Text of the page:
Saturday, January 22, 2011

Getting things done in India

Moving to India people emphasize the great need for patience.  And of course the corruption, especially in the form of bribery, is infamous.  These things are both totally true.  Maybe because I was mentally prepared for those things, they aren't what struck me most.  What strikes me is how many people seem to be required to do anything.  Maybe it is a result of overpopulation and underemployment.  Or a stronger sense of community, things are just always done in groups?  And the inefficiency doesn't even stop there.

When we were having the house painted, Anil and another man to whom I wasn't properly introduced were both supervising the 3 or 4 men that were actually doing all the work.  It took them nearly a week to paint two bedrooms and the terrace.  They also didn't do anything to protect the floors.  I'm sorry I didn't think to get pictures of all the paint dripped on the marble.  Surely scraping it off later was a laborious task.  Back home a college kid probably could've done it in a couple days. 

We bought some used AC units.  The first time I went to inspect them, there were about ten piled in a small office/shop in a building that was under construction.  There was no electricity there and I wanted to see them in action.  Accomplishing this display involved about 8 people:  A couple men to move the AC units back and forth, the owner, our real estate agent, the guy that drove me to the building, the guy that owns the AC units, a couple guys to sort out what exactly to plug them into. We couldn't settle on price on the spot.  The man who owns the AC's mother had to be consulted.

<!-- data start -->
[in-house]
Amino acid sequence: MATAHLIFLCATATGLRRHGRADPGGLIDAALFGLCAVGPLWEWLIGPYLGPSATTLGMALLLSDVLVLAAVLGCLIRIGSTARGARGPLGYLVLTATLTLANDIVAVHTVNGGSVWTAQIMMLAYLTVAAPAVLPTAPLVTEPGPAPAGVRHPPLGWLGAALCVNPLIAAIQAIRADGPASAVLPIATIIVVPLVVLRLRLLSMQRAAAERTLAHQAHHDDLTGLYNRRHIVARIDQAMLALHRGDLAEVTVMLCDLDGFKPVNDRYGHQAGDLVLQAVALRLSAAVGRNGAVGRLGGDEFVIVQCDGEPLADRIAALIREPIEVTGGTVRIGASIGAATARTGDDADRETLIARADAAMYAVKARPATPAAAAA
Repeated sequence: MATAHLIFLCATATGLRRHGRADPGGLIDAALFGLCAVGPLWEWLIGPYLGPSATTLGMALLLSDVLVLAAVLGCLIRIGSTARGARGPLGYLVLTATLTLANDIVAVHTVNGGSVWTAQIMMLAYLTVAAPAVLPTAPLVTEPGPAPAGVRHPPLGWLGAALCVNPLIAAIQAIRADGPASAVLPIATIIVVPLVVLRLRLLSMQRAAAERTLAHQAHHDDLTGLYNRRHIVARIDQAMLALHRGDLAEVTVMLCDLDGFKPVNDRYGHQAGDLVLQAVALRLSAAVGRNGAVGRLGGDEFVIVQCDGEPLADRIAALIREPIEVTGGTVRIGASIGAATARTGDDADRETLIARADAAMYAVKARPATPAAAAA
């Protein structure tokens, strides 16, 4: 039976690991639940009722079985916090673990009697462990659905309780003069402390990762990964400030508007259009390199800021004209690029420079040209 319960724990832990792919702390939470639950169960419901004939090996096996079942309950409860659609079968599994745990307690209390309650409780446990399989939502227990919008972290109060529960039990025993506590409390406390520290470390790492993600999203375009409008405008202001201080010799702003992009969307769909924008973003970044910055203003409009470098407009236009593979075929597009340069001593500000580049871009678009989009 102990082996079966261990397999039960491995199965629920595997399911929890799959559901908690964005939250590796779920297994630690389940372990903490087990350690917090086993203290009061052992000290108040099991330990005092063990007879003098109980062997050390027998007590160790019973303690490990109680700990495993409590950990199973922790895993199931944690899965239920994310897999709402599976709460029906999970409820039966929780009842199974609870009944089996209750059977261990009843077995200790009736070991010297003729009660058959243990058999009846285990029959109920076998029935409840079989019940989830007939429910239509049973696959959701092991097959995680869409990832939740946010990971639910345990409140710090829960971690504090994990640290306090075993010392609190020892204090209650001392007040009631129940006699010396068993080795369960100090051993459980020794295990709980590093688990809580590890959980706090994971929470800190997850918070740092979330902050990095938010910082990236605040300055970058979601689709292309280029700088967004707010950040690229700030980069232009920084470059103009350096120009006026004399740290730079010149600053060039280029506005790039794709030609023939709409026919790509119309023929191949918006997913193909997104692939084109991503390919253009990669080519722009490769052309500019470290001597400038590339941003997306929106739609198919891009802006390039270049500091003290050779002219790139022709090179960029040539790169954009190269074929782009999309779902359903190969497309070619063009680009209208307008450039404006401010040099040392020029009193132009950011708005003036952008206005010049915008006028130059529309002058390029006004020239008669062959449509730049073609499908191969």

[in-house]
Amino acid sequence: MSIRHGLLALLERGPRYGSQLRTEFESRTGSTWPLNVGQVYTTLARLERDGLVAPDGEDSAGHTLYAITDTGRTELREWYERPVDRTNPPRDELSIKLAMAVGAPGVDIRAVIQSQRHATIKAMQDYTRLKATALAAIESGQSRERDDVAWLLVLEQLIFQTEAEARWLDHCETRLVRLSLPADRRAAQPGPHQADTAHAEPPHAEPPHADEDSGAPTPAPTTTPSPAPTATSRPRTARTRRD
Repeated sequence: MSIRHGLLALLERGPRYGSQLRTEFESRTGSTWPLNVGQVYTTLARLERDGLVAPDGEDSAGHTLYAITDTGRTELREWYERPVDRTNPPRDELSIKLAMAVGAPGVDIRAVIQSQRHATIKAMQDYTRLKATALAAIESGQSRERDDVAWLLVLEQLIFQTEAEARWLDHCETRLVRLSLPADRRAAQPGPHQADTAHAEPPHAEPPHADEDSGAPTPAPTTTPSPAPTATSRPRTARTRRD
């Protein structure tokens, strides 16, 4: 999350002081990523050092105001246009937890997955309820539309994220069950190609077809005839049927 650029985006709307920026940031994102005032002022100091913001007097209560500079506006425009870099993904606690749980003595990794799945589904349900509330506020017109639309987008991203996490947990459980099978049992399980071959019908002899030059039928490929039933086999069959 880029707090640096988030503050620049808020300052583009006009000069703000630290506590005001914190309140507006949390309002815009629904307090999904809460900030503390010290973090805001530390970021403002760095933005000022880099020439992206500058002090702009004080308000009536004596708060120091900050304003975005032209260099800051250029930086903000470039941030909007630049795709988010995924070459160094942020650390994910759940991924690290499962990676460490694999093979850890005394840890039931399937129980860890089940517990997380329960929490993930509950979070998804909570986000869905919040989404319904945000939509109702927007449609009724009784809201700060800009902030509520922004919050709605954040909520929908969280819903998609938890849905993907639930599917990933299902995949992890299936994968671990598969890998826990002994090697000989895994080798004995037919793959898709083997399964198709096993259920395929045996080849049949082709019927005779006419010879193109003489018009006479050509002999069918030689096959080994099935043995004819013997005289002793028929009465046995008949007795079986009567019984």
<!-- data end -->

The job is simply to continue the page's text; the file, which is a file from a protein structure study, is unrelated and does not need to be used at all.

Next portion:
You can see lines of people bent over with tiny brooms all over the place.  Lines of people are pruning greenery with their bare hands anywhere that the landscaping is well maintained.  Lines of men and women are carrying rocks to build new roads and fill potholes.  No wheelbarrows or anything.  Almost nothing is mechanized.  And efforts to do so are often met with strong opposition in the name of saving jobs.  It's incredible.

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